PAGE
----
During the pre-election period, the Government retains its responsibility to govern and Ministers remain in charge of their departments. Essential business must be carried on, but it is customary for Ministers to observe discretion as to initiating any new action of a continuing or long-term nature. Ministers usually try to avoid official engagements because they want to devote the time to campaigning. But they are free to undertake engagements they regard as important, although they should seek to avoid giving the impression that they are using such occasions for party political purposes. Similarly, attendance at some international meetings remains necessary. However, before undertaking to fulfil international commitments, Ministers should consider whether the subject matter is such that they can speak with the authority proper to a representative of Her Majesty’s Government.
So far as the handling of correspondence is concerned, the general rule is that citizens’ individual interests should not be prejudiced by the calling of an election. It follows that letters relating to them should be replied to, whether by Ministers or by officials on their behalf. But remember that correspondence may become public and might be used for political purposes. Replies to letters should therefore be as straightforward as possible, should avoid controversy, and, if to a candidate, should not distinguish between candidates of different parties.
All public appointments which might be regarded as politically sensitive should be frozen until after the election and, although routine information activities (i.e. the provision of factual information) continue during the election campaign, other information activities generally cease entirely.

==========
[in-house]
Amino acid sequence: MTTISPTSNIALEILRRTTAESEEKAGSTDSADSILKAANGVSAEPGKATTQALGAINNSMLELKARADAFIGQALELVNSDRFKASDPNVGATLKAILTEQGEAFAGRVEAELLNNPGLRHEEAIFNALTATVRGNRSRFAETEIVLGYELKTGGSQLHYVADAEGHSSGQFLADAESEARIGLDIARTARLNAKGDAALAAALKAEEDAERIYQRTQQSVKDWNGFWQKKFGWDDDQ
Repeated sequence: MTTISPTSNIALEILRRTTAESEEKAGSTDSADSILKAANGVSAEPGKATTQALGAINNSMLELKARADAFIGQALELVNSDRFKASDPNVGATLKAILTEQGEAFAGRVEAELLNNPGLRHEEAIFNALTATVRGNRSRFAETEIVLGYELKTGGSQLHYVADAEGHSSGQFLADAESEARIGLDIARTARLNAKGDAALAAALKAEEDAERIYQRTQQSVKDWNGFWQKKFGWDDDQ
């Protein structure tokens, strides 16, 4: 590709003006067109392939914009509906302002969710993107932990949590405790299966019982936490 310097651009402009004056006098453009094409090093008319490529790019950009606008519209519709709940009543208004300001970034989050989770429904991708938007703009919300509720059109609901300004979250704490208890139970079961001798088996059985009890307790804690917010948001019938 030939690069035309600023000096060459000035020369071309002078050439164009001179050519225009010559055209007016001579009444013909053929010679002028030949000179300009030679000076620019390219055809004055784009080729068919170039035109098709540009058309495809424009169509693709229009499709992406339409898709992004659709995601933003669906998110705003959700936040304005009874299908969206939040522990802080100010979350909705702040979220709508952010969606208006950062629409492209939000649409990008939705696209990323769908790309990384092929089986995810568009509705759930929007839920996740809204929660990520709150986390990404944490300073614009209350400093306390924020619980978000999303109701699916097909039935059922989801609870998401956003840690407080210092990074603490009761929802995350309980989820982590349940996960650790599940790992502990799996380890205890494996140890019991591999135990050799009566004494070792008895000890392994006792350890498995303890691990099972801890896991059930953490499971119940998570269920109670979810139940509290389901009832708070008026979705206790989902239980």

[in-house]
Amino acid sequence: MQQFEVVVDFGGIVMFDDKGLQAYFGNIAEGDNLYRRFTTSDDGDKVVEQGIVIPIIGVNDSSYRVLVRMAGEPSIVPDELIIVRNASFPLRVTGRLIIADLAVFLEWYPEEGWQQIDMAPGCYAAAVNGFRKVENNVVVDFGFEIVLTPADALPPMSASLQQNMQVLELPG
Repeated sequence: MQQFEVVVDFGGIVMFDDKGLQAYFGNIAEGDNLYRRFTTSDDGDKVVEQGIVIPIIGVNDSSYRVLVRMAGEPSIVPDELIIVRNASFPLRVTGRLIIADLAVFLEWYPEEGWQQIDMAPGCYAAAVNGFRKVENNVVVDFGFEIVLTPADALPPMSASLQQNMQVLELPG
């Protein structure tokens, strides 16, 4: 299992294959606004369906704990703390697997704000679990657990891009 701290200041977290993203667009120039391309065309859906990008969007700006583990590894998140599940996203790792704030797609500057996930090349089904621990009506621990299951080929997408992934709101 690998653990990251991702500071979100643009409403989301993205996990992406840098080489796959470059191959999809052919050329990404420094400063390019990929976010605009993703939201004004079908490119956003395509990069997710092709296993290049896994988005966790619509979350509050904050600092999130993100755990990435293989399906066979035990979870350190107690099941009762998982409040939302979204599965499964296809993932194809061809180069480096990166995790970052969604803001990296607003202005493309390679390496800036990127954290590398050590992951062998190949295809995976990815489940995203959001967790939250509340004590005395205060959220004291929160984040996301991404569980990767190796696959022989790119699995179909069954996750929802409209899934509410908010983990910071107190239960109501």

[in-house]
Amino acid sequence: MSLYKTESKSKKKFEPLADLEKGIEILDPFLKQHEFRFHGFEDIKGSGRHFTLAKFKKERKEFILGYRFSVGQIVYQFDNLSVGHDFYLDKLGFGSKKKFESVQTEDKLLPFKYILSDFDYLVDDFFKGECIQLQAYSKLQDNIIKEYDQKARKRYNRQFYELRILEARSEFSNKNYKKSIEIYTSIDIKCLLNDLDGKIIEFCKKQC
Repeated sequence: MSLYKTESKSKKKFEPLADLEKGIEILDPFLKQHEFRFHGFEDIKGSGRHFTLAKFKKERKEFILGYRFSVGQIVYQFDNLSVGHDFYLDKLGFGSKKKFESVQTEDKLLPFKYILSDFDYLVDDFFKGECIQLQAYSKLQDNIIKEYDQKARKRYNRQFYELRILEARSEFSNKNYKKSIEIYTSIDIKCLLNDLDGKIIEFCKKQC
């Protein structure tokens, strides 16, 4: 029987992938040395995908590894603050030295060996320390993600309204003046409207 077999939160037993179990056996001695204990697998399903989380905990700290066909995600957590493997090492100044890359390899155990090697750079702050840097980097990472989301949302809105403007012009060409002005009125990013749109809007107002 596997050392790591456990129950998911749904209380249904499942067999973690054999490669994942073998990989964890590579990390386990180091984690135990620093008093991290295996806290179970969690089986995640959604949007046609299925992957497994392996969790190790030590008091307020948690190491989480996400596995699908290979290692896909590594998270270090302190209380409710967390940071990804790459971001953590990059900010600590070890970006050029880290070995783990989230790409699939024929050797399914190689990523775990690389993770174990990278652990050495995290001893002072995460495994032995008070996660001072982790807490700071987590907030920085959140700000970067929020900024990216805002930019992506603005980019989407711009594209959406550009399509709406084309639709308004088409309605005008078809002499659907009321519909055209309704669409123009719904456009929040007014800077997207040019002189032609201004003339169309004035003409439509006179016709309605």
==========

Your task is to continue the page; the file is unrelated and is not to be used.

Further detail is in the relevant chapter of The Cabinet Manual and in detailed guidance issued by the Cabinet Office at the beginning of the pre-election period.
The guidance issued by the Cabinet Secretary before the 2016 EU Referendum is here. Note, however, that he made it clear (when being interrogated by the (largely Eurosceptic) Public Administration Select Committee) that civil servants would continue to provide easily available factual material for all Ministers, even if such facts might be used by pro-Brexit Minsters to attack the Government's position. But civil servants would not go further and provide briefing and speech material that supporting the 'Out' position.
There was some minor controversy in the weeks before the 2019 General Election when the Cabinet Secretary blocked publication of the Treasury's analysis of the Opposition's spending plans, even though the purdah period had not officially begun. Then, just after it had begun, he also blocked a fairly technical Office of Budget Responsibility publication which might have provided ammunition to the Opposition.
It is worth thinking carefully about how to prepare for a change of government, and meeting new Ministers. Some brief advice is here.
Changing the subject slightly, it is interesting (and entertaining) to read Cabinet Secretary Robert Armstrong’s note of the events following the election of a hung parliament in March 1974. This election led to the resignation of Ted Heath's government and the appointment of Harold Wilson as Prime Minister. The document is on the website of the Margaret Thatcher Foundation.